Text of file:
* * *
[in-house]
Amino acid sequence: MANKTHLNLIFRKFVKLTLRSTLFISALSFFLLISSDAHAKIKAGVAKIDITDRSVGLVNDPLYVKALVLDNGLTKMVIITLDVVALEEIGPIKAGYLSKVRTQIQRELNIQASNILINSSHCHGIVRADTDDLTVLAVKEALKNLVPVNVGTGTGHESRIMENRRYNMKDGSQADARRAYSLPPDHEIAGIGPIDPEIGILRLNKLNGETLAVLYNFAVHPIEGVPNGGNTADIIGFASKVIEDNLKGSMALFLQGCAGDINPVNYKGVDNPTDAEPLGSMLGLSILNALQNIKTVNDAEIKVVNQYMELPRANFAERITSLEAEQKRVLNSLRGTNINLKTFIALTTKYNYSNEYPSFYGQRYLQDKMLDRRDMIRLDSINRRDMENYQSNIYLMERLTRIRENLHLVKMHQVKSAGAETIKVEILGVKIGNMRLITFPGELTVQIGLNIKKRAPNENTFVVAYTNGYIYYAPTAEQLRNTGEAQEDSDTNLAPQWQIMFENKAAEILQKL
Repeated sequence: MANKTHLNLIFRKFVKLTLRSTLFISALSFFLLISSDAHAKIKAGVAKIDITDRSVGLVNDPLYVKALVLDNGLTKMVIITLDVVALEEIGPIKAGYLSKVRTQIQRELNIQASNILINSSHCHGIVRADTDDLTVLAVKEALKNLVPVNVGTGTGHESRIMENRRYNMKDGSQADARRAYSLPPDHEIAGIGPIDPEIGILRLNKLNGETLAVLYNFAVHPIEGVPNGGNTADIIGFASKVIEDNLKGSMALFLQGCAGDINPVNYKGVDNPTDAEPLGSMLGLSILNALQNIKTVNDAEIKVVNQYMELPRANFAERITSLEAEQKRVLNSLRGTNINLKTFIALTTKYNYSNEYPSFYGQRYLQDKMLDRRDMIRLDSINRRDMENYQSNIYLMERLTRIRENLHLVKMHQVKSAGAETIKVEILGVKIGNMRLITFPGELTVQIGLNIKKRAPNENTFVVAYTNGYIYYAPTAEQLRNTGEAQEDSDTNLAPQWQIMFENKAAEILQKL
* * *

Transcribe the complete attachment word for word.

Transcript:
[in-house]
Amino acid sequence: MANKTHLNLIFRKFVKLTLRSTLFISALSFFLLISSDAHAKIKAGVAKIDITDRSVGLVNDPLYVKALVLDNGLTKMVIITLDVVALEEIGPIKAGYLSKVRTQIQRELNIQASNILINSSHCHGIVRADTDDLTVLAVKEALKNLVPVNVGTGTGHESRIMENRRYNMKDGSQADARRAYSLPPDHEIAGIGPIDPEIGILRLNKLNGETLAVLYNFAVHPIEGVPNGGNTADIIGFASKVIEDNLKGSMALFLQGCAGDINPVNYKGVDNPTDAEPLGSMLGLSILNALQNIKTVNDAEIKVVNQYMELPRANFAERITSLEAEQKRVLNSLRGTNINLKTFIALTTKYNYSNEYPSFYGQRYLQDKMLDRRDMIRLDSINRRDMENYQSNIYLMERLTRIRENLHLVKMHQVKSAGAETIKVEILGVKIGNMRLITFPGELTVQIGLNIKKRAPNENTFVVAYTNGYIYYAPTAEQLRNTGEAQEDSDTNLAPQWQIMFENKAAEILQKL
Repeated sequence: MANKTHLNLIFRKFVKLTLRSTLFISALSFFLLISSDAHAKIKAGVAKIDITDRSVGLVNDPLYVKALVLDNGLTKMVIITLDVVALEEIGPIKAGYLSKVRTQIQRELNIQASNILINSSHCHGIVRADTDDLTVLAVKEALKNLVPVNVGTGTGHESRIMENRRYNMKDGSQADARRAYSLPPDHEIAGIGPIDPEIGILRLNKLNGETLAVLYNFAVHPIEGVPNGGNTADIIGFASKVIEDNLKGSMALFLQGCAGDINPVNYKGVDNPTDAEPLGSMLGLSILNALQNIKTVNDAEIKVVNQYMELPRANFAERITSLEAEQKRVLNSLRGTNINLKTFIALTTKYNYSNEYPSFYGQRYLQDKMLDRRDMIRLDSINRRDMENYQSNIYLMERLTRIRENLHLVKMHQVKSAGAETIKVEILGVKIGNMRLITFPGELTVQIGLNIKKRAPNENTFVVAYTNGYIYYAPTAEQLRNTGEAQEDSDTNLAPQWQIMFENKAAEILQKL